- De Quervain’s tenosynovitis develops when the tendons around the base of your thumb become irritated or constricted from overuse.
- The main symptom is pain and swelling at the base of your thumb or at your wrist.
- The pain is noticeable when you turn your wrist, grip or grasp anything or make a fist. It is made worse with activity and eased by rest.
- In mild cases, self-care measures such as resting your wrist and thumb, wearing a splint at night, physiotherapy and anti-inflammatory medication may ease the pain and you can recover within a few weeks.
- It’s essential that you treat de Quervain’s. If left untreated, it can cause permanent damage to the movement of your wrist and thumb or cause the tendon sheath to burst.
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De Quervain's tenosynovitis
Also known as de Quervain's tendonosis
Key points about de Quervain's tenosynovitis
- De Quervain’s tenosynovitis is a painful hand condition affecting the tendons (part of your muscles) you use to straighten your thumb.
- The condition develops when the tendons around the base of your thumb become irritated or constricted from overuse.
- In mild cases, self-care measures may ease the pain and you can recover within a few weeks.
- It’s essential that you treat de Quervain’s. If left untreated, it can cause permanent damage to the movement of your wrist and thumb.
Although the exact cause of de Quervain's tenosynovitis isn't known, it is believed to be associated with overuse due to repeated hand or wrist movements, such as those used when gardening, playing golf, hammering nails or lifting your baby. This causes swelling of the tendons in your wrist. The inflammation gets worse if you keep doing these or similar functional activities.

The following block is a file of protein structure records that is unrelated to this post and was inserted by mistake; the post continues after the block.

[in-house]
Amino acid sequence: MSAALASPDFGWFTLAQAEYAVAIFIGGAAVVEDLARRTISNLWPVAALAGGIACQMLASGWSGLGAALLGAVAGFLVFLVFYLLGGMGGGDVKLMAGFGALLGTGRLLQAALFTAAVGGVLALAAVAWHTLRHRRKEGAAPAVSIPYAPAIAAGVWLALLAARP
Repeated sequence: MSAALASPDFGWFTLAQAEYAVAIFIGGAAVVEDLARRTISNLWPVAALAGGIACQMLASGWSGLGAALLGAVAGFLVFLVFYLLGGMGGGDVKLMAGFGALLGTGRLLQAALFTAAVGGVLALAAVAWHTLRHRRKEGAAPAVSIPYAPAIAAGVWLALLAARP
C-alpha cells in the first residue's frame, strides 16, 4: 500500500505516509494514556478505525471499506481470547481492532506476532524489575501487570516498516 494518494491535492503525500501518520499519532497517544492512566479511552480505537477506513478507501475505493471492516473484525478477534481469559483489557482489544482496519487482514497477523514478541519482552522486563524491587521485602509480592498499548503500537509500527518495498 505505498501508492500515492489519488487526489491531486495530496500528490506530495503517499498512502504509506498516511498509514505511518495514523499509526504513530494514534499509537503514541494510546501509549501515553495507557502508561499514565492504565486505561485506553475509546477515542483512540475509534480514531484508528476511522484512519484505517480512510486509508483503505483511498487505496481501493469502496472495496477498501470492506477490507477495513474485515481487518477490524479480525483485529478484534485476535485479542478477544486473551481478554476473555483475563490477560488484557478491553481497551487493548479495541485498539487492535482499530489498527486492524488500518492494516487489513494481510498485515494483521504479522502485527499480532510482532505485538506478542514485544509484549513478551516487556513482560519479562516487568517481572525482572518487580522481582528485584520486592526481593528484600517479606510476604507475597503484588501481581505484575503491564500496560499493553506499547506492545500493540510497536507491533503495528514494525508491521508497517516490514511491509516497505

Parents or caregivers of young children are at increased risk of developing de Quervain’s tenosynovitis due to repetitive lifting that force the wrist into a position that puts strain on the tendon.
The main symptom is pain and swelling at the base of your thumb or at your wrist.
- The pain is worse when your hand and thumb are in use.
- It may be sharp or dull, and it may appear gradually or suddenly.
- The pain can be felt all the way up your forearm.
- There may be swelling over the thumb side of your wrist, sometimes together with a fluid-filled sac in that area.
- You may have difficulty moving your thumb and wrist area because of pain and swelling.
Your doctor or physiotherapist will be able to make a diagnosis based on an examination of your wrist and an assessment of its movements. An X-ray is not necessary for diagnosis but may be useful if it’s possible that there is another cause for your symptoms, such as osteoarthritis.
Treatment differs based on how severe your symptoms are.
- If your symptoms are mild, resting your wrist and thumb, wearing a splint at night, physiotherapy and anti-inflammatory medication (nonsteroidal anti-inflammatory drugs such as ibuprofen) may ease the pain. Following these steps, milder cases can recover within a few weeks.
- If these steps do not resolve the issue, then your doctor may recommend corticosteroid injections into the joint. This is effective in 8 out of 10 people.